For many years I painted and rarely primed the surface, I only used primers for a coat that would allow me to sand it for a smooth surface under paint. I didn't often have lifting problems while pulling masking tape, maybe because I always carefully washed and rinsed the plastic before assembly, with a thorough wipe with clean cloth and alcohol before painting.
Now I find a good primer coat gives me a hard and durable surface, that sands easily before paint by just using a 1200 grit polishing pad. It also gives me a surface that clearly shows any faults in my preparation of the plastic joints, or filled repairs. Much better and easier for me to make any needed corrections, prior to the finish coats being sprayed on.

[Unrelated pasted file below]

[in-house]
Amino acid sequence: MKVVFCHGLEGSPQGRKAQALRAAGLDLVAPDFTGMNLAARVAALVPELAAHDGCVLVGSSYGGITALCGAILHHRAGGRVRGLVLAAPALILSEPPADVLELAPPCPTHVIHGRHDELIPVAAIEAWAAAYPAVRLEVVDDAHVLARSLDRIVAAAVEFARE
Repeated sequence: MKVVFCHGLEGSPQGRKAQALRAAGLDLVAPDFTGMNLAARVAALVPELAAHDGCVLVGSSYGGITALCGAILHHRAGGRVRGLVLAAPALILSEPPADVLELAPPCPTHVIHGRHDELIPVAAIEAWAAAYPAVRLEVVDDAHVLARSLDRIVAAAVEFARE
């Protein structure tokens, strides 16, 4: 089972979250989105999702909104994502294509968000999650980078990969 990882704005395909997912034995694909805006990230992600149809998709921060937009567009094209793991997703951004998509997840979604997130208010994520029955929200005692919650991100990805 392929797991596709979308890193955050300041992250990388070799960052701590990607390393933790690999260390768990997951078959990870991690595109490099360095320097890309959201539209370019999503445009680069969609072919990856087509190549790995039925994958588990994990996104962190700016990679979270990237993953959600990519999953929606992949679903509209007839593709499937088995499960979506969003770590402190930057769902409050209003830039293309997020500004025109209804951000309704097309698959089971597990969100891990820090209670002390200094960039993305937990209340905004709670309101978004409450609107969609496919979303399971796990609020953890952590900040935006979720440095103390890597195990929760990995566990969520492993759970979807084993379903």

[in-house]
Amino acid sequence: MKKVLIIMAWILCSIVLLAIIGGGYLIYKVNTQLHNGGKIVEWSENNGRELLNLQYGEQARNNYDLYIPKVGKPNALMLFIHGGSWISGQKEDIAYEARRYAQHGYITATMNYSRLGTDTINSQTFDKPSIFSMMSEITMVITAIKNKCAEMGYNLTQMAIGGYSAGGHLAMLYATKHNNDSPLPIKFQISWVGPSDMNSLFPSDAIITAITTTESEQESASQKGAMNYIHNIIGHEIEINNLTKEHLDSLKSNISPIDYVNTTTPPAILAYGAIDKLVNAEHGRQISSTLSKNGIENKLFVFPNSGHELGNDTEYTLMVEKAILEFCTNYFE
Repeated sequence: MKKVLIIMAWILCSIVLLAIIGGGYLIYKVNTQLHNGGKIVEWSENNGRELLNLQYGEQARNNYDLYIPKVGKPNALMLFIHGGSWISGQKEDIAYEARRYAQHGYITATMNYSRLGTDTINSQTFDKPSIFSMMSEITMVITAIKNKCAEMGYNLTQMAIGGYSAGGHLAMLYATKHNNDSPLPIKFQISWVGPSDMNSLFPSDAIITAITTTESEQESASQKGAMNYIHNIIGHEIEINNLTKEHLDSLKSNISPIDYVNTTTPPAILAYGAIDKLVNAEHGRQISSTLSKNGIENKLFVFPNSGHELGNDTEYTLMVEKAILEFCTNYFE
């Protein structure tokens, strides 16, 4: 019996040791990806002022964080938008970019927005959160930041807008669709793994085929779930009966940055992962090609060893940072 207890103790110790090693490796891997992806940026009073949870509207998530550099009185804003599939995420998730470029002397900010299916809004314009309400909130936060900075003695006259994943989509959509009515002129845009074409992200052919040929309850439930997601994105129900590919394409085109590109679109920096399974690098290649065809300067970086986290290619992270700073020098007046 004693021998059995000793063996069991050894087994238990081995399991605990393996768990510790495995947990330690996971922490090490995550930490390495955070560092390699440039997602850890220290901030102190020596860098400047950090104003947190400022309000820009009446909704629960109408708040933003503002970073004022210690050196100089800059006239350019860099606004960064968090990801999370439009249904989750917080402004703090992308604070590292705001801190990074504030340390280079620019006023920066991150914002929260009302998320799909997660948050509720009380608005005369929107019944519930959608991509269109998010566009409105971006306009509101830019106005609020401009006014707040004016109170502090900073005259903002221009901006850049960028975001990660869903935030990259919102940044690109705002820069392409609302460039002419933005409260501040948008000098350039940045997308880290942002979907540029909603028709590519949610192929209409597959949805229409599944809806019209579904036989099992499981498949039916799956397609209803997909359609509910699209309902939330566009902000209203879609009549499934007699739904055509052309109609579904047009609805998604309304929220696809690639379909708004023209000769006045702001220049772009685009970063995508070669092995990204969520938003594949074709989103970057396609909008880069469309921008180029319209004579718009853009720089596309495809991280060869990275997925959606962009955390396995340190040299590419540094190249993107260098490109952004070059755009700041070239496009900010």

I had good results from some of the commercial spray can primers that were sandable, but they seem rather inconsistent now, as I think they may make frequent formula changes that alter the results.
For some time I have mostly been using Badger's "Stynylrez" primer for acrylic paints, and Alclad's primer for painting with their lacquer metallic finishes. Either gives me very good results, and I have had zero lifting or final finishing flaws using them routinely.
But there is no absolute rule that says you can't get a fine finish without using a primer, Plastic Junkie and others turn out some perfectly beautiful work without priming. As always it's an individual choice, by trying it both ways, prime coat or not, you'll determine which is right for you.